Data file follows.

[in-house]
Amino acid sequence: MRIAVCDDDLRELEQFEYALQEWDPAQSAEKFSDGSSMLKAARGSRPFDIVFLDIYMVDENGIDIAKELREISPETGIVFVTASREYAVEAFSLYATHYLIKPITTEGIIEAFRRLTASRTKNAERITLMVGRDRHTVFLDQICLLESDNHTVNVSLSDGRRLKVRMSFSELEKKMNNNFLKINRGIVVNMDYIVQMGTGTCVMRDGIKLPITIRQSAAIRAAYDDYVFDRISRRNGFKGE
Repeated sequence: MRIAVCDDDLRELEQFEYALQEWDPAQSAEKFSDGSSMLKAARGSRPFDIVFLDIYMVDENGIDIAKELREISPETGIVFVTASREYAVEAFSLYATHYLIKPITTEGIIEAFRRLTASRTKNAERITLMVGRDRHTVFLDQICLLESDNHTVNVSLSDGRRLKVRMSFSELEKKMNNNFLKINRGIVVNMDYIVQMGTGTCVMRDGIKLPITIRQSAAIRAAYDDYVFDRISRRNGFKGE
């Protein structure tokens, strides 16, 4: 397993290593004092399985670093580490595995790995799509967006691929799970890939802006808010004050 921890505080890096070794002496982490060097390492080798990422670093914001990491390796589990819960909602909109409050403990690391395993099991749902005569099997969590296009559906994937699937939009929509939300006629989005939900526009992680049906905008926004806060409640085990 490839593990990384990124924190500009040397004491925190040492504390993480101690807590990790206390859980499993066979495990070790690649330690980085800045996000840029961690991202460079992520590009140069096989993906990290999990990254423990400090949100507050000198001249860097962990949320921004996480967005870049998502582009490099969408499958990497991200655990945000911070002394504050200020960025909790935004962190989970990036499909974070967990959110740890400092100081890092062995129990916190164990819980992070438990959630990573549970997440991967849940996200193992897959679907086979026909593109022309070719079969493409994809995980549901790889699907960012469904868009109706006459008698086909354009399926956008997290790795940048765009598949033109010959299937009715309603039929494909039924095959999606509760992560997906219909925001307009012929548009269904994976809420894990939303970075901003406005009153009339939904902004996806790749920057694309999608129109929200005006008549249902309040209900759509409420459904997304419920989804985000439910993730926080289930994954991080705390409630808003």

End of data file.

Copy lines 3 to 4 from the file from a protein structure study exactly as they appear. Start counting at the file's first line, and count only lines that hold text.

Repeated sequence: MRIAVCDDDLRELEQFEYALQEWDPAQSAEKFSDGSSMLKAARGSRPFDIVFLDIYMVDENGIDIAKELREISPETGIVFVTASREYAVEAFSLYATHYLIKPITTEGIIEAFRRLTASRTKNAERITLMVGRDRHTVFLDQICLLESDNHTVNVSLSDGRRLKVRMSFSELEKKMNNNFLKINRGIVVNMDYIVQMGTGTCVMRDGIKLPITIRQSAAIRAAYDDYVFDRISRRNGFKGE
């Protein structure tokens, strides 16, 4: 397993290593004092399985670093580490595995790995799509967006691929799970890939802006808010004050 921890505080890096070794002496982490060097390492080798990422670093914001990491390796589990819960909602909109409050403990690391395993099991749902005569099997969590296009559906994937699937939009929509939300006629989005939900526009992680049906905008926004806060409640085990 490839593990990384990124924190500009040397004491925190040492504390993480101690807590990790206390859980499993066979495990070790690649330690980085800045996000840029961690991202460079992520590009140069096989993906990290999990990254423990400090949100507050000198001249860097962990949320921004996480967005870049998502582009490099969408499958990497991200655990945000911070002394504050200020960025909790935004962190989970990036499909974070967990959110740890400092100081890092062995129990916190164990819980992070438990959630990573549970997440991967849940996200193992897959679907086979026909593109022309070719079969493409994809995980549901790889699907960012469904868009109706006459008698086909354009399926956008997290790795940048765009598949033109010959299937009715309603039929494909039924095959999606509760992560997906219909925001307009012929548009269904994976809420894990939303970075901003406005009153009339939904902004996806790749920057694309999608129109929200005006008549249902309040209900759509409420459904997304419920989804985000439910993730926080289930994954991080705390409630808003």